on the severity of disease, scurvy can be very serious and even fatal. Because
scurvy can lead to swollen gums, your teeth may fall out. Children may
anemia, high blood pressure, problems with wound
healing, and failure to thrive, according to the Pediatric Orthopaedic Society
of North America.


In infants, untreated
deficiency can lead to pseudoparalysis, which is a lack of muscle power, and
older children may refuse to walk, according to the Pediatric Orthopaedic
Society of North America.


Both children and
adults may experience 
anemiaheart attack, or death if the
deficiency persists.


Get Vitamin C for Kids here in Nigeria

Get Vitamin C for Adults here in Nigeria

Skin care: 5 tips for healthy skin

Don’t have time for intensive skin care? You can still pamper yourself by acing the basics. Good skin care and healthy lifestyle choices can help delay natural aging and prevent various skin problems. Get started with these five no-nonsense tips.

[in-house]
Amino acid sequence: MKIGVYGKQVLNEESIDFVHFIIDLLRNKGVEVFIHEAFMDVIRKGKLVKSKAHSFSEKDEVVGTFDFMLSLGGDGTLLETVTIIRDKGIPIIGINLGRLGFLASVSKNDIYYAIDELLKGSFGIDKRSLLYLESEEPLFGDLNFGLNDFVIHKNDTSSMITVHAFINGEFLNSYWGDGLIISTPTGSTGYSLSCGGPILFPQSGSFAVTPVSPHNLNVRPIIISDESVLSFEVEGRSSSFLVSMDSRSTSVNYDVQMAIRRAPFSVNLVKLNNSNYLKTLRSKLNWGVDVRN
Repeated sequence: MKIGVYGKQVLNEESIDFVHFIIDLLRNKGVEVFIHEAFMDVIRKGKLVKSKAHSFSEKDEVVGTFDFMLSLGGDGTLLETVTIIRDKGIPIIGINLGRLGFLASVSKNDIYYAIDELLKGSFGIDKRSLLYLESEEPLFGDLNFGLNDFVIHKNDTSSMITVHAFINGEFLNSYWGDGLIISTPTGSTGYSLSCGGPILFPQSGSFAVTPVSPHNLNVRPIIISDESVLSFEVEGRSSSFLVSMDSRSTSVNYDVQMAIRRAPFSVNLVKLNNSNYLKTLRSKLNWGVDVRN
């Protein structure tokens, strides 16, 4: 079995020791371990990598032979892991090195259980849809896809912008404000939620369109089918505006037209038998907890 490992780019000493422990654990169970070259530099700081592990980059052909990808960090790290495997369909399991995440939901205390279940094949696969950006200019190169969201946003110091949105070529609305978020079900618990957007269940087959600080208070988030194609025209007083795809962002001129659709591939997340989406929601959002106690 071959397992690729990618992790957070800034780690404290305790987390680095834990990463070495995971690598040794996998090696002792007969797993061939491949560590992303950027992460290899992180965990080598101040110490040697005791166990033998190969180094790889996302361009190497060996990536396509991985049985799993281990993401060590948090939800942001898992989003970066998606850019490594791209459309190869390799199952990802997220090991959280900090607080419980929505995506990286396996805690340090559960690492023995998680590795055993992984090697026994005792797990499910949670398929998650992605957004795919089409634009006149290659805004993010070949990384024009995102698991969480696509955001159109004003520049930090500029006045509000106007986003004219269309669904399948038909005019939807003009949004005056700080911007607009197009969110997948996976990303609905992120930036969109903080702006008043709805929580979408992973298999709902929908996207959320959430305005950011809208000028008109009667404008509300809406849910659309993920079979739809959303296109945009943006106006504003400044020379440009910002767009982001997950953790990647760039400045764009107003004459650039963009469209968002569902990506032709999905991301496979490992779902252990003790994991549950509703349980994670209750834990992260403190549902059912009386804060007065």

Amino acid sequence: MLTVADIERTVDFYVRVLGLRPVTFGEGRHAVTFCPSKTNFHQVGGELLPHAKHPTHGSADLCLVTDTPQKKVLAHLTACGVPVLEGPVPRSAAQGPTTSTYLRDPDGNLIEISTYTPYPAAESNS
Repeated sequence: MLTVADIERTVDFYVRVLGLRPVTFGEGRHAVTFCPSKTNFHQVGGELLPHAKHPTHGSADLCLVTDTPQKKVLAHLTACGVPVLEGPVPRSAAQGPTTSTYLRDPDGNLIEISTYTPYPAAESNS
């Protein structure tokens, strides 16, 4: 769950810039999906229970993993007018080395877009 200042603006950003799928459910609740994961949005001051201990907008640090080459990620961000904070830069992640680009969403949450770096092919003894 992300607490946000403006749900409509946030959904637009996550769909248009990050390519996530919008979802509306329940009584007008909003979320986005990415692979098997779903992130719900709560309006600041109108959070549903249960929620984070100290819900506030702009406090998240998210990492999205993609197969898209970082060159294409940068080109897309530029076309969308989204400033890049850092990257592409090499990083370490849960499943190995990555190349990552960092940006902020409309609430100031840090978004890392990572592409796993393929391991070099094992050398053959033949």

1. Protect yourself from the sun
One of the most important ways to take care of your skin is to protect it from the sun. A lifetime of sun exposure can cause wrinkles, age spots and other skin problems — as well as increase the risk of skin cancer.

For the most complete sun protection:

Use sunscreen. Use a broad-spectrum sunscreen with an SPF of at least 15. Apply sunscreen generously, and reapply every two hours — or more often if you’re swimming or perspiring.
Seek shade. Avoid the sun between 10 a.m. and 4 p.m., when the sun’s rays are strongest.
Wear protective clothing. Cover your skin with tightly woven long-sleeved shirts, long pants and wide-brimmed hats. Also consider laundry additives, which give clothing an additional layer of ultraviolet protection for a certain number of washings, or special sun-protective clothing — which is specifically designed to block ultraviolet rays.
2. Don’t smoke
Smoking makes your skin look older and contributes to wrinkles. Smoking narrows the tiny blood vessels in the outermost layers of skin, which decreases blood flow and makes skin paler. This also depletes the skin of oxygen and nutrients that are important to skin health.